…Fresh from breakfast with his wife and children and a quick run through of the Sunday papers, the preacher climbs the steps to the pulpit with his sermon in his hand. He hikes his black robe up at the knee so that he will not trip over it on the way up. His mouth is a little dry. He has cut himself shaving. He feels as if he has swallowed an anchor. If it weren’t for he honor of the thing, he would just as soon be somewhere else.
In the front pews the old ladies turn up their hearing aids, and a young lady slips her six-year old a Lifesaver and a Magic Marker. A college sophomore home for vacation, who is there because he was dragged there, slumps forward with his chin in his hand. The vice-president of a bank who twice that week has seriously contemplated suicide places his hymnal in the rack. A pregnant girl feels the life stir inside her. A high-school math teacher, who for twenty years has managed to keep his homosexuality a secret for the most part even from himself, creases his order of service down the center with his thumbnail and tucks it under his knee…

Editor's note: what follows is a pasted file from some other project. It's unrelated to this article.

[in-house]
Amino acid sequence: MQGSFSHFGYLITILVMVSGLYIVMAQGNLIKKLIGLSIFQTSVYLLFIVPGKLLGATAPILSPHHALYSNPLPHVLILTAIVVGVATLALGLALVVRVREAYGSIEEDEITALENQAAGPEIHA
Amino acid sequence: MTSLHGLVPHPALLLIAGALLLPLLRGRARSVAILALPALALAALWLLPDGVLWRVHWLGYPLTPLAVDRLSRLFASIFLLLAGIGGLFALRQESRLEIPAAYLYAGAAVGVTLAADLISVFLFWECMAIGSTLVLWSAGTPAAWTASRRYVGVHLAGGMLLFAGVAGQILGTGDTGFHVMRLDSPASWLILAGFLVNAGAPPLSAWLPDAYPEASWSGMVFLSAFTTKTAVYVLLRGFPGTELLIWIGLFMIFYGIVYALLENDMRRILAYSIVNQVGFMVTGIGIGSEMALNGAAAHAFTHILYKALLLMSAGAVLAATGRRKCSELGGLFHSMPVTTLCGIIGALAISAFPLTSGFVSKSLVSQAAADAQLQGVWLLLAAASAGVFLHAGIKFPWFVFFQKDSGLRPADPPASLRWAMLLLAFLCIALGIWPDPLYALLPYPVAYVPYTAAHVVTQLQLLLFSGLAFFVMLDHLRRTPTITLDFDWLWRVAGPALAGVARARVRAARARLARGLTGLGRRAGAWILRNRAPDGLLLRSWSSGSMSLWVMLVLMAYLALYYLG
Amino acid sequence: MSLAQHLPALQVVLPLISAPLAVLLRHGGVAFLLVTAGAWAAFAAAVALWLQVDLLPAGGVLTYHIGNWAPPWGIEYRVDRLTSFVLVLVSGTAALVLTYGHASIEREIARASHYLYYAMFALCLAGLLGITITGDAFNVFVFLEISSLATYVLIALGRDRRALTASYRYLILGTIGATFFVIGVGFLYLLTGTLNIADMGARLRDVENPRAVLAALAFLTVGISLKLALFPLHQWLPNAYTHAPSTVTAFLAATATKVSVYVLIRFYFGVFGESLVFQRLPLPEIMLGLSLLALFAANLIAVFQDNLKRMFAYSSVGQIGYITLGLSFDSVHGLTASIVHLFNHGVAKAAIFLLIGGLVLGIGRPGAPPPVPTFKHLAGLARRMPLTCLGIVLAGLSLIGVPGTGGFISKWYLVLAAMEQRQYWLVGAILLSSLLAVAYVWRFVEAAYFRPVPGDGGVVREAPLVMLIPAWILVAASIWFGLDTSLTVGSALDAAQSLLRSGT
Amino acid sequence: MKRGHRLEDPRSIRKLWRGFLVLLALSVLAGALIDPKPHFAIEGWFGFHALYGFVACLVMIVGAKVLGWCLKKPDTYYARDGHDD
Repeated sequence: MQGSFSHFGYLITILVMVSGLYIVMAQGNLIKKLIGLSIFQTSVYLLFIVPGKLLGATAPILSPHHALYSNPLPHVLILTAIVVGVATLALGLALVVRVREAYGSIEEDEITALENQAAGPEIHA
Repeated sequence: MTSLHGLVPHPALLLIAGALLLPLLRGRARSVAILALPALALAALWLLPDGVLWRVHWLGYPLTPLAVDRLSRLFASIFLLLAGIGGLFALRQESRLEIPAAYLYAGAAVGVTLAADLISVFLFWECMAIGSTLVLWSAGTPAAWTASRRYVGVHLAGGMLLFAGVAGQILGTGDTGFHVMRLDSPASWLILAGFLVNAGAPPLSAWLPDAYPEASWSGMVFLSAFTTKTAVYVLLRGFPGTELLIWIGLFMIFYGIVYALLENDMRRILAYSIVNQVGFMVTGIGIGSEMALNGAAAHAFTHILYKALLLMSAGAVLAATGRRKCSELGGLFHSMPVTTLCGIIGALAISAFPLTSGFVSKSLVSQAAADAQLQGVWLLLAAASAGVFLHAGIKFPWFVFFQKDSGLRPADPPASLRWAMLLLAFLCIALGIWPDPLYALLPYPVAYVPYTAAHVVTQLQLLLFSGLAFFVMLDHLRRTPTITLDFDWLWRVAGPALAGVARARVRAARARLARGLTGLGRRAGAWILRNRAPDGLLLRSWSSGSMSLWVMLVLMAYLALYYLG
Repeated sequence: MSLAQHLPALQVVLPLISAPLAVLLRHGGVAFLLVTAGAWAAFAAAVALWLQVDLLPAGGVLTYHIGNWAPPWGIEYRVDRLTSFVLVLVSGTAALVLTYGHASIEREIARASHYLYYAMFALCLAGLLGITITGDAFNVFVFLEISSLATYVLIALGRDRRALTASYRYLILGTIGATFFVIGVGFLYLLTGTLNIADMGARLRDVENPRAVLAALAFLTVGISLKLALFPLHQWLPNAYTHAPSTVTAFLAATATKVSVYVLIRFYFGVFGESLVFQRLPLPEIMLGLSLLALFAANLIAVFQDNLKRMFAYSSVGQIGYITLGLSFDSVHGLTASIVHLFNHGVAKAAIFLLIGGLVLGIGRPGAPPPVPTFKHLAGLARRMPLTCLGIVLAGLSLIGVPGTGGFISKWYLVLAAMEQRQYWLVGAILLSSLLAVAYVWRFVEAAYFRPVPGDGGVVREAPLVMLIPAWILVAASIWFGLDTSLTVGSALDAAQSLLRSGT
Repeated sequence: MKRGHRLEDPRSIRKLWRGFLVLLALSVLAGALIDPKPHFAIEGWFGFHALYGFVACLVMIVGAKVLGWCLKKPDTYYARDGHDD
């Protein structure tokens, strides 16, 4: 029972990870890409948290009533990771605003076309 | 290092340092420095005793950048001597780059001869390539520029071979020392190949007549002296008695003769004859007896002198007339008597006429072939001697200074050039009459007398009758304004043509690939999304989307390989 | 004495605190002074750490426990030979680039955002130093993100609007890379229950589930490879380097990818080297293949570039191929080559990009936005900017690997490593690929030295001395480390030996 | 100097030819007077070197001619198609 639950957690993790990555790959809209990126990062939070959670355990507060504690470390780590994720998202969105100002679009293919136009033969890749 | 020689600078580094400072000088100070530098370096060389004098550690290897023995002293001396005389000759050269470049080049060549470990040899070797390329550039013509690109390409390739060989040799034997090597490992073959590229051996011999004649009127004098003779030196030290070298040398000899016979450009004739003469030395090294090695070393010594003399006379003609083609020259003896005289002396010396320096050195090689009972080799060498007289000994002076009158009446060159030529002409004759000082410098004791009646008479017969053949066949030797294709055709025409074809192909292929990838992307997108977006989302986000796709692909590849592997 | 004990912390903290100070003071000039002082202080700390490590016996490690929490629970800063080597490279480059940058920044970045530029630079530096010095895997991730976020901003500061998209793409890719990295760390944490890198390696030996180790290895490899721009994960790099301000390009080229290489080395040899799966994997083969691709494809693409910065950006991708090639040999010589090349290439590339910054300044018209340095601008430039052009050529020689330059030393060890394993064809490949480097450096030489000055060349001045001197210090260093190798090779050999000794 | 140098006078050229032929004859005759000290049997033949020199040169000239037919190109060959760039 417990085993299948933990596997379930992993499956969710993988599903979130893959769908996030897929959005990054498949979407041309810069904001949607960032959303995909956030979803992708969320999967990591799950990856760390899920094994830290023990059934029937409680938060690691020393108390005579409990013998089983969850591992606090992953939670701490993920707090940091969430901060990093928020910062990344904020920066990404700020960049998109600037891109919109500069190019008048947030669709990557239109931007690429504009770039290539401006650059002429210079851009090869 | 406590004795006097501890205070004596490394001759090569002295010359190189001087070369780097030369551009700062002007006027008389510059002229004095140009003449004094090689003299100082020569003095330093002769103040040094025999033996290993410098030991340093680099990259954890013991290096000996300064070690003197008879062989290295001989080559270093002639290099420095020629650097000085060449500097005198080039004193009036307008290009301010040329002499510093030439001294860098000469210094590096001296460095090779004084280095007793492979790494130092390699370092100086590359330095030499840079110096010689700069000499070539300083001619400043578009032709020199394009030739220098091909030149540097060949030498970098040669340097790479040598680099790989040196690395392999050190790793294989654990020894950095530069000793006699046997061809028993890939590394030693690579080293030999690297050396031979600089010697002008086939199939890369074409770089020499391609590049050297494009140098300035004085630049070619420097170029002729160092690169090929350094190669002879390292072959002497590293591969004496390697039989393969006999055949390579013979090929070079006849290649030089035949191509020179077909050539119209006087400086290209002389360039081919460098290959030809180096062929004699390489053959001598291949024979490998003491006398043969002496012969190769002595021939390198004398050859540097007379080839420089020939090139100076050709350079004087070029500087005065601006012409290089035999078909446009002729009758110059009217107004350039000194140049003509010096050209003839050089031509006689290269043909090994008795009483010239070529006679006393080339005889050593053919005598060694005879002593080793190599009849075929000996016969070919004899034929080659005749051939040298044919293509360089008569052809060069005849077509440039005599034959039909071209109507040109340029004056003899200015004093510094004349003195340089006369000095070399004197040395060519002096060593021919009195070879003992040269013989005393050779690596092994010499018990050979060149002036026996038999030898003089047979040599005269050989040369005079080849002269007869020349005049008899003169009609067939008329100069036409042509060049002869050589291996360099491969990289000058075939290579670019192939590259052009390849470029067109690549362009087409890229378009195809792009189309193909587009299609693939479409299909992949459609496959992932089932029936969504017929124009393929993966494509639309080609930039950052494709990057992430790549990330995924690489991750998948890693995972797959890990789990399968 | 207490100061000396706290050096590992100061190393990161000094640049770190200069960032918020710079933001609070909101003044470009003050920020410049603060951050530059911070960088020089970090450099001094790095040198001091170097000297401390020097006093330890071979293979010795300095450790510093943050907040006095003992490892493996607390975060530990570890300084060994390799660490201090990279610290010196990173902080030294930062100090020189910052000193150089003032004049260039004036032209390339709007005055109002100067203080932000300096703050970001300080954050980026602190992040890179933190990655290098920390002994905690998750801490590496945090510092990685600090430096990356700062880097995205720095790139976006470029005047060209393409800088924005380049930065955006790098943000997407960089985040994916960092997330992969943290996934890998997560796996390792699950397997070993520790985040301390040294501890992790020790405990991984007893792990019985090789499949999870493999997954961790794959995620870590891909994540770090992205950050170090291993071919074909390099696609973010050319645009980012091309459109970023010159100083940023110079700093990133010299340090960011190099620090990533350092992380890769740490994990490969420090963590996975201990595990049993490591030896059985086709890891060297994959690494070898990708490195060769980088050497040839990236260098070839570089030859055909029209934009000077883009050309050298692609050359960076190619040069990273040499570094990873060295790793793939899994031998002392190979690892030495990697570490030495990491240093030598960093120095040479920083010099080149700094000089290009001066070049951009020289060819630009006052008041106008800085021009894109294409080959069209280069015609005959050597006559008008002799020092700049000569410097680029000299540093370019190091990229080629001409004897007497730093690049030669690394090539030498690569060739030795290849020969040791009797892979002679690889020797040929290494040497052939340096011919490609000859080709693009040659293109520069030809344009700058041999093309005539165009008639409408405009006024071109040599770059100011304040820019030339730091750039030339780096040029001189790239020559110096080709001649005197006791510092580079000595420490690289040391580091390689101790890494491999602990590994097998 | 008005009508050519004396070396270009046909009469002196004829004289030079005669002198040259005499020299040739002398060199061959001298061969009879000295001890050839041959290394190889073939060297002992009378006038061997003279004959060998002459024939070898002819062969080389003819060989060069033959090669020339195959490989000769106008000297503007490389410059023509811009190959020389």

…The preacher pulls the little cord that turns on the lectern light and deals out his note cards like a riverboat gambler. The stakes have never been higher. Two minutes from now he may have lost his listeners completely to their own thoughts, but at this minute he has them in the palm of his hand. The silence in the shabby church is deafening because everybody is listening even himself. Everybody knows the kind of things he has told them before and not told them, but who knows what this time, out of the silence, he will tell them? (Telling the Truth: The Gospel as Tragedy, Comedy & Fairy Tale, pp. 22-23)
Sunday, September 07, 2008
Frederick Buechner has been one of my favorite writers since my seminary days when I discovered him. Yesterday I ran across this gem from his book Telling the Truth: The Gospel as Tragedy, Comedy & Fairy Tale on Jim Martin's blog. Great stuff for me to be reminded of. This isn't exactly how things work at my church, but still, sometimes we tend to forget things like this. I think I should get this book.